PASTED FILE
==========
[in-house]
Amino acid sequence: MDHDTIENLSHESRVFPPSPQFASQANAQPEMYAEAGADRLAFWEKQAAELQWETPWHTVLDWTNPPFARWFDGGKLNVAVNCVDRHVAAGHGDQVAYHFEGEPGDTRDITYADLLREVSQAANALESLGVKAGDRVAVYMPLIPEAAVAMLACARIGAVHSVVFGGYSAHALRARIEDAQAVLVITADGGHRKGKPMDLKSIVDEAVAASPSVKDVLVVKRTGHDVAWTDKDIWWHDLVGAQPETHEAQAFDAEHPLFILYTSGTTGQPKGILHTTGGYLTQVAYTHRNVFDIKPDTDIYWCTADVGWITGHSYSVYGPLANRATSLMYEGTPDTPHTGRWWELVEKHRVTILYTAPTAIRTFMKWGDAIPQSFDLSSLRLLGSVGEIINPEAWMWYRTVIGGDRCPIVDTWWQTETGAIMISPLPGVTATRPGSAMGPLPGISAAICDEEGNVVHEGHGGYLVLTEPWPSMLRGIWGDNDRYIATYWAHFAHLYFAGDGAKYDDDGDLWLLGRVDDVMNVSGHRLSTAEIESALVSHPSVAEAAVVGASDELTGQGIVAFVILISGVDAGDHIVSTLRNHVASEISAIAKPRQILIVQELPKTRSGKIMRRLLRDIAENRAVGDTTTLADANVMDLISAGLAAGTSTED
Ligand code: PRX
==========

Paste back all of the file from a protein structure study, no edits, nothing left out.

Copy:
[in-house]
Amino acid sequence: MDHDTIENLSHESRVFPPSPQFASQANAQPEMYAEAGADRLAFWEKQAAELQWETPWHTVLDWTNPPFARWFDGGKLNVAVNCVDRHVAAGHGDQVAYHFEGEPGDTRDITYADLLREVSQAANALESLGVKAGDRVAVYMPLIPEAAVAMLACARIGAVHSVVFGGYSAHALRARIEDAQAVLVITADGGHRKGKPMDLKSIVDEAVAASPSVKDVLVVKRTGHDVAWTDKDIWWHDLVGAQPETHEAQAFDAEHPLFILYTSGTTGQPKGILHTTGGYLTQVAYTHRNVFDIKPDTDIYWCTADVGWITGHSYSVYGPLANRATSLMYEGTPDTPHTGRWWELVEKHRVTILYTAPTAIRTFMKWGDAIPQSFDLSSLRLLGSVGEIINPEAWMWYRTVIGGDRCPIVDTWWQTETGAIMISPLPGVTATRPGSAMGPLPGISAAICDEEGNVVHEGHGGYLVLTEPWPSMLRGIWGDNDRYIATYWAHFAHLYFAGDGAKYDDDGDLWLLGRVDDVMNVSGHRLSTAEIESALVSHPSVAEAAVVGASDELTGQGIVAFVILISGVDAGDHIVSTLRNHVASEISAIAKPRQILIVQELPKTRSGKIMRRLLRDIAENRAVGDTTTLADANVMDLISAGLAAGTSTED
Ligand code: PRX